Stephane Mallarme Edouard Manet Buy Art Prints Now
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Tom Gurney BSc (Hons) is an art history expert with over 20 years experience
Published on June 19, 2020 / Updated on October 14, 2023
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Edouard Manet met the writer Mallarme in 1873 and the two men became close friends, remaining so until Manet's death.

In 1875 they collaborated on an illustrated French translation of Edgar Allen Poe’s story, The Raven. Then in 1876 Mallarme published the poem “Après-midi d'un faune” with engraved illustrations by Manet. The poem went on to inspire Debussy’s symphonic poem and then Nijinsky’s ballet. Mallarme was working as an English teacher at the Condorcet school. Nearly every day, he would stop on his way back from work and call on Manet. The two men would discuss art, literature – even cats. Mallarme had once been the editor of a fashion magazine – apparently the two men also discussed ladies’ fashions. More seriously, during this time, Mallarme wrote a long article for an English magazine praising Manet’s work. The article placed Manet as the leader of the movement of Impressionist painters. To thank Mallarme, Manet painted this portrait of the writer.

The painting was produced in Manet’s studio. But it is a million miles from the stiff and formal portraiture of great men that we often see at this period. Mallarme is lounging in his seat, leaning on some cushions, smoking a cigar, one hand in the pocket of his jacket. The canvas is relatively small and the whole attitude of the sitter indicates someone who is at ease in the artist’s company. The hand holding the cigar rests on some papers – perhaps a recent manuscript that the two men have been discussing.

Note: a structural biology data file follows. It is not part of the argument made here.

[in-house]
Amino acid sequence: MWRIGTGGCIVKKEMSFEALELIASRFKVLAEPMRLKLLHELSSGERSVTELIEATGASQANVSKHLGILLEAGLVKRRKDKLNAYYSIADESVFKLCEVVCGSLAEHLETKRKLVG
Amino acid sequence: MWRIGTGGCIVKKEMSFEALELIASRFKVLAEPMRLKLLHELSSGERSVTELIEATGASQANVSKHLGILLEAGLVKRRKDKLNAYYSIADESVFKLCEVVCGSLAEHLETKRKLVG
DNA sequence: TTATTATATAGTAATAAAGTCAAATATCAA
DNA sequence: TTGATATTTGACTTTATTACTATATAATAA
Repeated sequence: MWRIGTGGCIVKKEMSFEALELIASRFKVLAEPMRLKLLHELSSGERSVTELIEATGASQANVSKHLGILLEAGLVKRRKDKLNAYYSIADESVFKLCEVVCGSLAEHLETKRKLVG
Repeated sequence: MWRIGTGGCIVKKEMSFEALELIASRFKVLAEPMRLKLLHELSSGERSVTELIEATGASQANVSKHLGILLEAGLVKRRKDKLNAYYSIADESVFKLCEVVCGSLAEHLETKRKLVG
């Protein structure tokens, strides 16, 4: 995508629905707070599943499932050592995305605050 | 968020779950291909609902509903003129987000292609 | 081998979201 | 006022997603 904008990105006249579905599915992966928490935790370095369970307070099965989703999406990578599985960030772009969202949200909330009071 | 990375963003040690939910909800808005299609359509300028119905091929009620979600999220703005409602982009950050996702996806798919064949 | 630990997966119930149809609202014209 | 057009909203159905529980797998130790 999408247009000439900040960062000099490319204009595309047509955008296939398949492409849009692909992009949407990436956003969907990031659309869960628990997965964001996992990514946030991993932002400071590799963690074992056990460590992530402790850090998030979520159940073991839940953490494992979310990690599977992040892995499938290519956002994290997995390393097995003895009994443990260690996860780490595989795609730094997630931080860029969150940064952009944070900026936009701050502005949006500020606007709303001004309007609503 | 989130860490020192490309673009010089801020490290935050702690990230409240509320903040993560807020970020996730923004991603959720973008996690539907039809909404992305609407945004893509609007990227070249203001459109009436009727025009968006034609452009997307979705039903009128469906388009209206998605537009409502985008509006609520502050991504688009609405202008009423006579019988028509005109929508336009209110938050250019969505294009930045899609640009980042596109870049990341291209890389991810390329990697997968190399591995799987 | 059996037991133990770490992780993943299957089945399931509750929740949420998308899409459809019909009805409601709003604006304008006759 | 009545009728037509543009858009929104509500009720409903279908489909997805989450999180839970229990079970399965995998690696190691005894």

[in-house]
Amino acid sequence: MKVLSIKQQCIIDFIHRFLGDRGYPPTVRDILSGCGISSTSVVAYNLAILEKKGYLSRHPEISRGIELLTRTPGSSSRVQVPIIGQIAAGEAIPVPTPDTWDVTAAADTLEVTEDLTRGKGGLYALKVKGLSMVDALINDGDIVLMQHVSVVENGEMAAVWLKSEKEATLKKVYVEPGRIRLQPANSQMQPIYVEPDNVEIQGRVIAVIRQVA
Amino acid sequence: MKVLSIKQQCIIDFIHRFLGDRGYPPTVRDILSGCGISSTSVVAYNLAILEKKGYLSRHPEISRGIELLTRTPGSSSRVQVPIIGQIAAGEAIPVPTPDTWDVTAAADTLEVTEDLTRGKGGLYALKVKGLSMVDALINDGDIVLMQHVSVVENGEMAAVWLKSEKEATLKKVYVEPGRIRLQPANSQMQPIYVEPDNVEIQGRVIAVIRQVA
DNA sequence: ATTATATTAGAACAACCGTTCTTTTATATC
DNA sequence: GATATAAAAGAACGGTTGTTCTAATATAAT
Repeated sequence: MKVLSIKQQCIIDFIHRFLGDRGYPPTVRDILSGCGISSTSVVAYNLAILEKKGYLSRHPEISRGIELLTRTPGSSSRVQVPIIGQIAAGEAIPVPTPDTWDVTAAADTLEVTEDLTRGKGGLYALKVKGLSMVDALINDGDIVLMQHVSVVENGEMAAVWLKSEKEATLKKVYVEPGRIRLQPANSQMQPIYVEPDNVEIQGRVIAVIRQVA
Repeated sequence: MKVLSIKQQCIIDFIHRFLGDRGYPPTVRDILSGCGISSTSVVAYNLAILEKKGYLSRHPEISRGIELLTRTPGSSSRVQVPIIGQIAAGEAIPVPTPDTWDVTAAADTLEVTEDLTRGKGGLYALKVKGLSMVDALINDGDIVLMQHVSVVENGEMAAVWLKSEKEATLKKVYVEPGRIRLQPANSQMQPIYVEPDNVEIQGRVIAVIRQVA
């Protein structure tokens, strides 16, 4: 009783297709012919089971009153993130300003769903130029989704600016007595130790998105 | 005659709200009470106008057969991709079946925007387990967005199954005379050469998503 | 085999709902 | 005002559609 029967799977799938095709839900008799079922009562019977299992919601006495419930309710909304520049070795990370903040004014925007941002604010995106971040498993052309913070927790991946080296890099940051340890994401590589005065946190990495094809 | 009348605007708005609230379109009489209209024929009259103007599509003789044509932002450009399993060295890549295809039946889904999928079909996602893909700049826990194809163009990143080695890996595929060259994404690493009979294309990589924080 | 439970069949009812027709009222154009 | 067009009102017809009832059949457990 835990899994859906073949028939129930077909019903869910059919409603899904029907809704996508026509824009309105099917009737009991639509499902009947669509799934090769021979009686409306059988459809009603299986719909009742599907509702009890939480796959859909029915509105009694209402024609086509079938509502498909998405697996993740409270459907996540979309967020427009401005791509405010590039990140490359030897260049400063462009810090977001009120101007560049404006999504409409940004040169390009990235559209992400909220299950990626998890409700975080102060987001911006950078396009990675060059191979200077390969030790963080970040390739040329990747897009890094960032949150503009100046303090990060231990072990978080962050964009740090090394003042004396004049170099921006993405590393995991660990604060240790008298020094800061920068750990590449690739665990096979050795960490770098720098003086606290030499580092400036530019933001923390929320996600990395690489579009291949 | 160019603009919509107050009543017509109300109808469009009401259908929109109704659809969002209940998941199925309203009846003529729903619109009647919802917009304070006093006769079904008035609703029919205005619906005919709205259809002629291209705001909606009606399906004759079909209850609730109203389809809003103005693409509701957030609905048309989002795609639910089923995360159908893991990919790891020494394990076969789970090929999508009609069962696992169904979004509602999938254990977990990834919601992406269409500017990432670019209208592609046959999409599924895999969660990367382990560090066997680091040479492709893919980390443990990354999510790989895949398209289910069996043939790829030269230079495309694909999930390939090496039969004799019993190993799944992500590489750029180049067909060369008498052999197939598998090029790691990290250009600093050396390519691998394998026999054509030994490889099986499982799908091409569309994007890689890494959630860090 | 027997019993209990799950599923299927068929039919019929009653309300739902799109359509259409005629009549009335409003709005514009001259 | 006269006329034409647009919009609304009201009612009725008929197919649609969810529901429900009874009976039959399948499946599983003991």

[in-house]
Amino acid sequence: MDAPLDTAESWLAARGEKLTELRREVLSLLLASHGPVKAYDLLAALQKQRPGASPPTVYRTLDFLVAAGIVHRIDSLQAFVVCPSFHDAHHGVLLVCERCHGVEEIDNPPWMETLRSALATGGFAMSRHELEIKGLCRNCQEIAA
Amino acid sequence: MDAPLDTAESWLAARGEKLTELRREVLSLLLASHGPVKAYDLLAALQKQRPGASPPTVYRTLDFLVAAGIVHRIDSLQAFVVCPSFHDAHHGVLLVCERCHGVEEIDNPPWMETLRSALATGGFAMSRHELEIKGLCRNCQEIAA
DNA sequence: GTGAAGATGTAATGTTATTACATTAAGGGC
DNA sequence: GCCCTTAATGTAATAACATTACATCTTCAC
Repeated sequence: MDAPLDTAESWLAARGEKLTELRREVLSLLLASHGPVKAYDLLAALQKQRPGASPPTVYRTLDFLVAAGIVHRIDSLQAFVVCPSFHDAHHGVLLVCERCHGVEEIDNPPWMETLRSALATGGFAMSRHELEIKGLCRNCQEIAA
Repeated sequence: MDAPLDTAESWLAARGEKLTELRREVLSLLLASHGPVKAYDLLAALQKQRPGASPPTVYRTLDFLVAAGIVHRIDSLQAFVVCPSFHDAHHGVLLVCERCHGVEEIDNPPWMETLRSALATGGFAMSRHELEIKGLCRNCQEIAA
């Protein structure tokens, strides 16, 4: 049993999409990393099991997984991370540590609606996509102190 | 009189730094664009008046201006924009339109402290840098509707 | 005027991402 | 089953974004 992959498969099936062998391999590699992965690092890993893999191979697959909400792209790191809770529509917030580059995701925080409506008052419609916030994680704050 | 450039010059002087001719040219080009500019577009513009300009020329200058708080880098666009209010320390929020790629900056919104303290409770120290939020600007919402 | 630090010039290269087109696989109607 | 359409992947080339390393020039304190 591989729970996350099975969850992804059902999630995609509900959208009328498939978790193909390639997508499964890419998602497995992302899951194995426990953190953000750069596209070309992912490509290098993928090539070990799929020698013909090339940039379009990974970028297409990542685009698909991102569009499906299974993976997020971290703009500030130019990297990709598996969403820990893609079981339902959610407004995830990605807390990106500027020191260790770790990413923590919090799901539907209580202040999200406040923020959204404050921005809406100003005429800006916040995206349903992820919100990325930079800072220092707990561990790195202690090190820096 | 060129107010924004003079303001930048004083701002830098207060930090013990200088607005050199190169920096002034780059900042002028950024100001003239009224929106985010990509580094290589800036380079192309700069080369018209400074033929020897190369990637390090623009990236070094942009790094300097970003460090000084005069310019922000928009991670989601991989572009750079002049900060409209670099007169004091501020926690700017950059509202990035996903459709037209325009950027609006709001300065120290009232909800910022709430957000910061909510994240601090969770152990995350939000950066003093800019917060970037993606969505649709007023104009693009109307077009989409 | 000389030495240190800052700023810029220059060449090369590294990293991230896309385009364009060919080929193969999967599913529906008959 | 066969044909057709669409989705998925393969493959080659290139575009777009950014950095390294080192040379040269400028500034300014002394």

The portrait has been described as a good likeness, and it therefore leads us to wonder why Manet didn’t get commissioned to paint portraits. The answers are various. He had the habit of not glazing his pictures – in fact he frequently didn’t finish them which wouldn’t have pleased paying customers. But the underlying reason is probably reputational - his portraits, as in this one of Mallarme, are just too different from the contemporary style of portrait, for rich patrons to want them.

Furthermore, the critics of the time were hostile to this casual, spontaneous style, in which the artist expected the viewer to approach the portrait in a spirit of thoughtfulness. One newspaper writer described a portrait by Manet as “indecent and barbarous”. Not really what the average affluent bourgeois was seeking in a portrait painter. So instead, we have portraits like this one, of the artist’s lifelong friend, in which we feel that Mallarme could at any second look up and take another puff of his cigar, and this despite the fact that Manet has eschewed “realism” in the likeness.